Shaped and Formed in the Wilderness

IMG_7697Whether it is the Redwood Forest, Atlantic Coast, the mountains of Colorado or the forests of Lake Superior, I love to spend time close to nature. But just because I love these places doesn’t mean I want to get stranded in most of them. There is the wilderness I visit, and the other wilderness moments which come unbidden and unwanted. Biblical images of wilderness are that of a harsh and inhospitable place. There is little joy in a wilderness adventure you haven’t chosen. Our wilderness journey can be frightening leaving us disoriented and uncertain. Kathy Beach-Verhey writes, “The wilderness is unfamiliar. It is uncomfortable. It generates fear . . . yet it is often in the wilderness that God does something transformative, renewing, or inspiring. God often uses the wilderness times of life . . . to remake God’s people.”*

Getting shaped and formed in the wilderness may be an enriching experience eventually, but hard to recognize as such in the moment. Our time in the wilderness forces us to rethink who we are and who we are becoming. It is there we hammer out what is important and vital. At times, we are forced to learn more about ourselves than we want to know. Tears water the land. Yet shed tears bring healing to our spirits. God takes our brokenness and works to renew and restore our lives.

One Sunday, after a particularly hard week, when I was feeling both inept and discouraged, the words of a hymn broke into my discouragement. Words came as a healing balm encouraging me with a message that God was working even then to nourish my life and restore my spirit. Rather than inept, God was fitting me for the work in front of me. What I was experiencing was more difference of opinion than lack of giftedness. I heard the promise of a God who comes with the speed of a mother reaching out to her wounded, broken child.**

I’ve learned in the wilderness that God is always there. God comes to us in the quiet whisper touching our hearts. God draws us through gentle leading and in comforting assurances of love. God reminds us that in spite of all that may have happened to us or the mistakes we have made, we are never outside the realm of God’s love. In God’s care the “how we got into the wilderness” is not nearly as important as “getting us through it.” For just like a mother races to her hurting child, so God races to us with arms of compassion and love.

*Feasting on the Gospels, Luke Volume 1, pg 64

**“Praise to the Lord, who doth nourish thy life and restore thee;
Fitting thee well for the tasks that are ever before thee.
Then to Thy need God as a mother doth speed,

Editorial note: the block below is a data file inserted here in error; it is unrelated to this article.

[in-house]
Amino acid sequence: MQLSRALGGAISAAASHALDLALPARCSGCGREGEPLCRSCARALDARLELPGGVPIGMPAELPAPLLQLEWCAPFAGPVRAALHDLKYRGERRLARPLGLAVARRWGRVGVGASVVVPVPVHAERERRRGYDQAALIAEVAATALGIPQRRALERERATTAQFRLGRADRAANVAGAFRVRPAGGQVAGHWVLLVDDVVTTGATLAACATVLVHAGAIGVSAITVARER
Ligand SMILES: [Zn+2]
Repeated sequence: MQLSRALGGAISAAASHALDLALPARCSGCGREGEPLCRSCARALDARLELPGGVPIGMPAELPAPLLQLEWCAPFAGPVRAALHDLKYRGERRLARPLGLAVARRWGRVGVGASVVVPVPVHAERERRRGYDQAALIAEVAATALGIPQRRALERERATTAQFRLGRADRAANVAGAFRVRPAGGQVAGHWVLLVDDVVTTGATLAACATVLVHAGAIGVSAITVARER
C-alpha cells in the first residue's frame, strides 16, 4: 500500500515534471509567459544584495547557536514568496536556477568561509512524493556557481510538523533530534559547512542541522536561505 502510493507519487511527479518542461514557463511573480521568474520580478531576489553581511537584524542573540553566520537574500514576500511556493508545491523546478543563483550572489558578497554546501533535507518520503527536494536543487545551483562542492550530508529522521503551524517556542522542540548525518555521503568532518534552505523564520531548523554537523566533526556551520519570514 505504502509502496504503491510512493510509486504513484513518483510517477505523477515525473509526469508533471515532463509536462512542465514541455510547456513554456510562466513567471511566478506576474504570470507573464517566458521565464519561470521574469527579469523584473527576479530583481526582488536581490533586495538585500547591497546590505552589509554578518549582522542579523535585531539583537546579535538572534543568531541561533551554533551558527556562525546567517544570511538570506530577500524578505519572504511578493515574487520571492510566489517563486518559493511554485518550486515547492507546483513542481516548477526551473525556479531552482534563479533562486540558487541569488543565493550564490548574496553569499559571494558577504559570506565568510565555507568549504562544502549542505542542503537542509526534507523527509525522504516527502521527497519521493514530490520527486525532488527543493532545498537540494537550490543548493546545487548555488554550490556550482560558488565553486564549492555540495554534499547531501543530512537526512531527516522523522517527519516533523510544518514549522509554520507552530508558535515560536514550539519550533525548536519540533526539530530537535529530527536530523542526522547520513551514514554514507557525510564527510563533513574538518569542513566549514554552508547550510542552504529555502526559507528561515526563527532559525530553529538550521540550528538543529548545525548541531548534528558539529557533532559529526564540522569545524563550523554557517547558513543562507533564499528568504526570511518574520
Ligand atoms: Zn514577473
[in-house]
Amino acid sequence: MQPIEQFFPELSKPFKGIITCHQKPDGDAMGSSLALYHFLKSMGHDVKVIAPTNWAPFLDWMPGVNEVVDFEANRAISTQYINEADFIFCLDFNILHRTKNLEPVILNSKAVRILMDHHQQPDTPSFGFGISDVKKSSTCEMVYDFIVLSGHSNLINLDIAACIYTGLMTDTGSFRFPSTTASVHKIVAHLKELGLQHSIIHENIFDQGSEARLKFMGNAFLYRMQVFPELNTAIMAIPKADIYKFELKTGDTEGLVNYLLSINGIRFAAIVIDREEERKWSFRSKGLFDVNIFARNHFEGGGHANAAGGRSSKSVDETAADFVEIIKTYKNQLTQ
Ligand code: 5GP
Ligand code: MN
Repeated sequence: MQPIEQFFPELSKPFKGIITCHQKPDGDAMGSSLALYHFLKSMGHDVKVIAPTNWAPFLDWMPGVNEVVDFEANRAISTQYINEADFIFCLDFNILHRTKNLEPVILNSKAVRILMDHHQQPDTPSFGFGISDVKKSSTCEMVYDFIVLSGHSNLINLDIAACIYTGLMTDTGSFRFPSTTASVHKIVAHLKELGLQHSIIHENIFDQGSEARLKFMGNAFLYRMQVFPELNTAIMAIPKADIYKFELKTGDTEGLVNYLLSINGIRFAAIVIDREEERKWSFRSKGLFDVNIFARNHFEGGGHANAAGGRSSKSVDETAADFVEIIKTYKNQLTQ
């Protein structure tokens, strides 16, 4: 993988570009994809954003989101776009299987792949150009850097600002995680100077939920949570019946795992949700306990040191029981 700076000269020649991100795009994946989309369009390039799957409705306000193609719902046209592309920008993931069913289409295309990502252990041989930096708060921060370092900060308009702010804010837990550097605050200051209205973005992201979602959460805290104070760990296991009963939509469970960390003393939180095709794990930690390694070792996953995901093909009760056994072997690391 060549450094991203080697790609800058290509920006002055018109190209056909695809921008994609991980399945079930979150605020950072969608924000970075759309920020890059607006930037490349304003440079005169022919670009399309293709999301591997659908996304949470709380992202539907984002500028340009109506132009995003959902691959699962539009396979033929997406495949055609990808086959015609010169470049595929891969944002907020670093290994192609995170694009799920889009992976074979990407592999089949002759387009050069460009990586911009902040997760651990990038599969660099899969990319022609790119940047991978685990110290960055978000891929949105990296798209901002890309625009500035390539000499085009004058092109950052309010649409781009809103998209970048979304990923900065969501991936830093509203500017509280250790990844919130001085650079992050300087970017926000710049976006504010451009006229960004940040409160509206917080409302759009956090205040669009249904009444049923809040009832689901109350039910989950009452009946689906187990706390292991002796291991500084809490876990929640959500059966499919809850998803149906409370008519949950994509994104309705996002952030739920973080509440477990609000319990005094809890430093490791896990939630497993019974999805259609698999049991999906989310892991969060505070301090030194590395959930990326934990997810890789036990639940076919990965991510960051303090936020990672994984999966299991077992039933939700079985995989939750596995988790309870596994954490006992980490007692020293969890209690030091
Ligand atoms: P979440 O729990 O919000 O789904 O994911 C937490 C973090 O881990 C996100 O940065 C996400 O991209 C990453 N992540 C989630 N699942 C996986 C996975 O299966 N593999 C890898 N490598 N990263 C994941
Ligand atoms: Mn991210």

Spreading the wings of grace o’er thee.”
Rupert E. Davies in 1983 added verse  to the hymn “Praise to the Lord the Almighty”

Lent – A Season of Turning Around

IMG_8923 When Jesus began his ministry he said, “Repent, for the Kingdom of God is at hand.” Mark 1:15  Repentance is not simply feeling remorse for wrongs done.   Rather it is a time of turning around.   True repentance is a radical  reassessment of how we live our lives, opening ourselves to change our whole way of thinking, reasoning and being.  It’s letting ourselves see the world as God sees it and  turning away from those parts of our lives  which limit our compassion, our goodness and our following Jesus.  Lent is such a time of reconnecting and of turning around.

Many years ago, I knew a woman who could not let go of her anger at a sibling. The event in question had happened in her childhood. By then the woman was growing frail, yet she continued her long grudge. Her sibling had reached out many times in the sixty years since that breach. Other family members had intervened. She, however, refused all efforts, all kindness, all willingness to understand. She would not allow herself to be reconciled.

As I listened to her reasons, I thought how sad that she would allow those thoughts to destroy the friendship of a sibling who genuinely cared about her. I thought of a relationship she had missed out on and the family gatherings she had excluded herself from. I thought of her ongoing loss. What I found especially sad was how much healing would have come to her,  if she had only been willing to let go of her pride and forgive.

That we are willing to forgive others is important to Jesus. Who other than Jesus, or a mom with a brood of kids, insists that we forgive each other?  The problem with hanging onto resentment is that eventually it will eat us up. Long term grudges imprison our possibilities. We cannot live our lives with joy, while simmering with resentment.

The need to forgive is just as real and genuine as our need to be forgiven.  Not forgiving destroys our spirits and our souls. When we refuse to forgive it causes not only us grief, but God. Paul said as much when he wrote these words to the people of Ephesus: “Do not grieve the Holy Spirit of God with which you were marked with a seal for the day of redemption. Put away from you all bitterness and wrath and anger and wrangling and slander together with all malice and be kind to one another, tenderhearted, forgiving one another as God in Christ has forgiven you.” Ephesians 4:30-32

In your life there may be a person who needs your forgiveness. There may be a person who really needs to know that you have decided to forgive. Who in your life might that be? What can you do to express that forgiveness? What symbol can you share? May God give you grace to forgive, even as God has forgiven you.

*The season of Lent begins this year with  Ash Wednesday on March 1.